Most Americans probably think of Japanese food as sushi, ramen, and chicken teriyaki. But of course, in actual Japan, there is a lot more to it. The small restaurants and street food stands serve various kinds of brothy noodle soups and mysterious pickled vegetables, breaded pork chops and barbecued meat skewers. Sweet and savory stuffed buns and dumplings, and bento boxes full of a dozen things most Americans, including me, probably could not identify.
And I bet not very many Americans have heard of my favorite standby dish, okonomiyaki. (you can say it….just go slow and read it phonetically). The first time I ate okonomiyaki, I thought, “oh well, pancake with slab of noodles and shredded cabbage.” Wrong. Like so much in Japan, okonomiyaki is not as simple as it seems.
The dish is associated most with Hiroshima, where it was probably created after World War II when Japan suffered serious food shortages and people were trying to be creative with whatever was available. By now, Hiroshima-style okonomiyaki is distinct. It has noodles (probably yakisoba or ramen and not udon or buckwheat soba) with a pile of cabbage, bean sprouts, bonito flakes, and sliced pork, all sandwiched between an eggy pancake and a smashed egg.
It’s topped with okonomiyaki sauce, which is usually a combination of soy sauce, tomato paste and worcestershire sauce, but some think the best stuff includes dates and molasses and raisins. https://www.otajoy.com/blogs/news/what-is-okonomi-sauce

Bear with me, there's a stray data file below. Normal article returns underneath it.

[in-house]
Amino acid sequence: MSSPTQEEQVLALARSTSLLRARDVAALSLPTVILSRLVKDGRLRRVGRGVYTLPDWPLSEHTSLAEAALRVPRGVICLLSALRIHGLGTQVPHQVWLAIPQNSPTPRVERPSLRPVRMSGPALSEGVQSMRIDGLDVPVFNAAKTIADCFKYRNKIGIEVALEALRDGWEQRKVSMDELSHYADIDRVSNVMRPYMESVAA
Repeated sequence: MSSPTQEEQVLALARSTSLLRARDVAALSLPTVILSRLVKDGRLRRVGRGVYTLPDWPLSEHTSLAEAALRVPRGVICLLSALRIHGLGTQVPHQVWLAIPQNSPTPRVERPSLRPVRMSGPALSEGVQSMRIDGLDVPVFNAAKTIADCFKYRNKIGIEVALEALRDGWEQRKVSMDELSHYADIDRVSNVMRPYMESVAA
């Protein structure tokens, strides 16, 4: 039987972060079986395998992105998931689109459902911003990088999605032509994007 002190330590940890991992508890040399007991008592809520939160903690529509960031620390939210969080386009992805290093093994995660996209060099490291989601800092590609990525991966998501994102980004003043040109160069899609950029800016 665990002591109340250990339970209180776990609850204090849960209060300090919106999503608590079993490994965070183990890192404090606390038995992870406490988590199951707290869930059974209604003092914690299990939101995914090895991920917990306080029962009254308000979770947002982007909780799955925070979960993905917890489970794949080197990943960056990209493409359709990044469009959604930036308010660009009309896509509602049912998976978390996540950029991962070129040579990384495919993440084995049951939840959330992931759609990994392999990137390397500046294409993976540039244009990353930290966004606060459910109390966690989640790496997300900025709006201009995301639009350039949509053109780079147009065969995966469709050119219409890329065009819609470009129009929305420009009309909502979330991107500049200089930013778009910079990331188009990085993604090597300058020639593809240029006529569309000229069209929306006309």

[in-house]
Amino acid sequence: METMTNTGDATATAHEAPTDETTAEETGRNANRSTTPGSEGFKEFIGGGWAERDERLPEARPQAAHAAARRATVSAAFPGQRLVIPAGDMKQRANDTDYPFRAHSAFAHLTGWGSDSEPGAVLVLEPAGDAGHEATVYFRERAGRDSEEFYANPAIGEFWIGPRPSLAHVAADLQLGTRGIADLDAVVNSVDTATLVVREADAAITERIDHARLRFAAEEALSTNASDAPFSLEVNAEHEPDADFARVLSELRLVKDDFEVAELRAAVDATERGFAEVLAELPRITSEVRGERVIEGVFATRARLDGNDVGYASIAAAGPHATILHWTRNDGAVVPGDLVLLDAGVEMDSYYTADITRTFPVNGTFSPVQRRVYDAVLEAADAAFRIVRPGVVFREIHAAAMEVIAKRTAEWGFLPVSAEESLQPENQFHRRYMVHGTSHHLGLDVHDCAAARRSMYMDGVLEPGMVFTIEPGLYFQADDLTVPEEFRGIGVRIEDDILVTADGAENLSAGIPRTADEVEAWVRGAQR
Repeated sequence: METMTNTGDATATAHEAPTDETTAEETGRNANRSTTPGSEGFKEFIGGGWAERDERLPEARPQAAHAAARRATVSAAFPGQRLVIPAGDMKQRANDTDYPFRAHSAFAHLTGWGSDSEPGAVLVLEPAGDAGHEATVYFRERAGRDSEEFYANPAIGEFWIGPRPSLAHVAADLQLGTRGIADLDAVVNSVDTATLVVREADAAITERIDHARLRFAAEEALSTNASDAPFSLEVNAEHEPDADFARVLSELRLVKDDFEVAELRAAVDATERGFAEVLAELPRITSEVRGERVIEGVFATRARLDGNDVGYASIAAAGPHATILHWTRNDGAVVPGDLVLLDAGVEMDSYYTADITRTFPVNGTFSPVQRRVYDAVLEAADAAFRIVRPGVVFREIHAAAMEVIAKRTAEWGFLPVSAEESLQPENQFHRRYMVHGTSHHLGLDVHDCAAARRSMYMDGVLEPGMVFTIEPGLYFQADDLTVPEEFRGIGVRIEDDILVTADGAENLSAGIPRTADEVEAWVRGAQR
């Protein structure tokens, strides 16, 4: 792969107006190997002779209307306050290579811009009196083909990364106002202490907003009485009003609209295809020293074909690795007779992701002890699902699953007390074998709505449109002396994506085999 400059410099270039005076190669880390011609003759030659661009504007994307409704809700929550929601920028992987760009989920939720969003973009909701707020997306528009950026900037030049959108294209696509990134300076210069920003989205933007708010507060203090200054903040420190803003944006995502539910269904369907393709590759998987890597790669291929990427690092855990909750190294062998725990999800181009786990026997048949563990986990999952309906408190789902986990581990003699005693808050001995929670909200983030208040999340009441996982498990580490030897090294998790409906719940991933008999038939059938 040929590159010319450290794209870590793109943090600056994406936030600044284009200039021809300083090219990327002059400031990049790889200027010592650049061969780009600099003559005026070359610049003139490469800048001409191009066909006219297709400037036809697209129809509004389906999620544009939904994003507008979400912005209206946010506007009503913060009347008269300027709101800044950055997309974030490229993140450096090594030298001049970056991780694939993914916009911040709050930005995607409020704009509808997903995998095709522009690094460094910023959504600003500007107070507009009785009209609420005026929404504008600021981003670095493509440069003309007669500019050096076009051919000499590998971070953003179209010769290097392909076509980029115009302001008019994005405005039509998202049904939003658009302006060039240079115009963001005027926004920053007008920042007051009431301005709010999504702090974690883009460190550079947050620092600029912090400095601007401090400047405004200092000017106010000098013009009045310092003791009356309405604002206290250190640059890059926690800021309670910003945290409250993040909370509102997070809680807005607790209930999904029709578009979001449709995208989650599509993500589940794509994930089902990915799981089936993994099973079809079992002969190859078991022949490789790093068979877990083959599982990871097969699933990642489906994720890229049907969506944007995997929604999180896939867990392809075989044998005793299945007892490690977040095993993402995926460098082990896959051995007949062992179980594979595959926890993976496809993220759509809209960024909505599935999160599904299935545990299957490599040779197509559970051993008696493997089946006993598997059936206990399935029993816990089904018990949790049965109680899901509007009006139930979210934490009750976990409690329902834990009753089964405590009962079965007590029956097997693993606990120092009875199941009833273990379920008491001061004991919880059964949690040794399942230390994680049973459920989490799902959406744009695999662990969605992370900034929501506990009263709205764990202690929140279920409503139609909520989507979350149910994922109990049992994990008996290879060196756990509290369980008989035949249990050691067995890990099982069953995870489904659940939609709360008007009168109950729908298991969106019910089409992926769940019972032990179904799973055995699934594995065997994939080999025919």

Also on the top: seaweed flakes and pickled ginger or pickled something else, a pleasing contrast with the umami of the rest of the dish.
One of the important features of Hiroshima-style okonomiyaki is the griddle or “teppan.”.Most okonomiyaki is made on the griddle and sits there for almost as long as you can stand to wait. Because the longer it’s there, the more carmelized the noodles get.
Although Hiroshima-style is probably most common, “okonomi” means “as you like it,” (haha, not a reference to Shakespeare) so there is potentially an okonomiyaki for every person who has ever eaten it.
And there are regional variations of the dish all over Japan. In coastal Onomichi, you will probably get octopus instead of pork. One cafe made okonomiyaki with spicy noodles. In the Kansai region, (where Kyoto is), everything is all mixed into the batter. This is not my favorite — I like the slabs of cabbage to be prominent. I got a vegetarian version in Tokushima that included cheese and moochi. The vegetarian version I had in Kurashiki had pork in it — I don’t think that counts as “okonomi.” I hate the bonito flakes because they taste like rotten fish, which is what they are, but I usually eat them hoping for some kind of revelation.
At a street food stand in Fukuoka, on the Island of Kyushu, the okonomiyaki was prepared with NO GRIDDLE and NO NOODLES. The batter included lots of ginger, and peppers were mixed in with the cabbage. The topping of green onions and a grid of mayonnaise made a beautiful presentation. I loved this one because the rich batter and the vegetables weren’t watered down by noodles. Still, I nearly had a melt-down in a Tokyo restaurant that didn’t include the noodles. Sometimes you feel like a nut…
One cool thing about okonomiyaki is that it is fun to share, especially if it’s sitting on a griddle in front of you. The only problem with sharing is that you will probably have to order a second one.
I am thinking an okonomiyaki restaurant would be quite a hit in Uptown Oakland….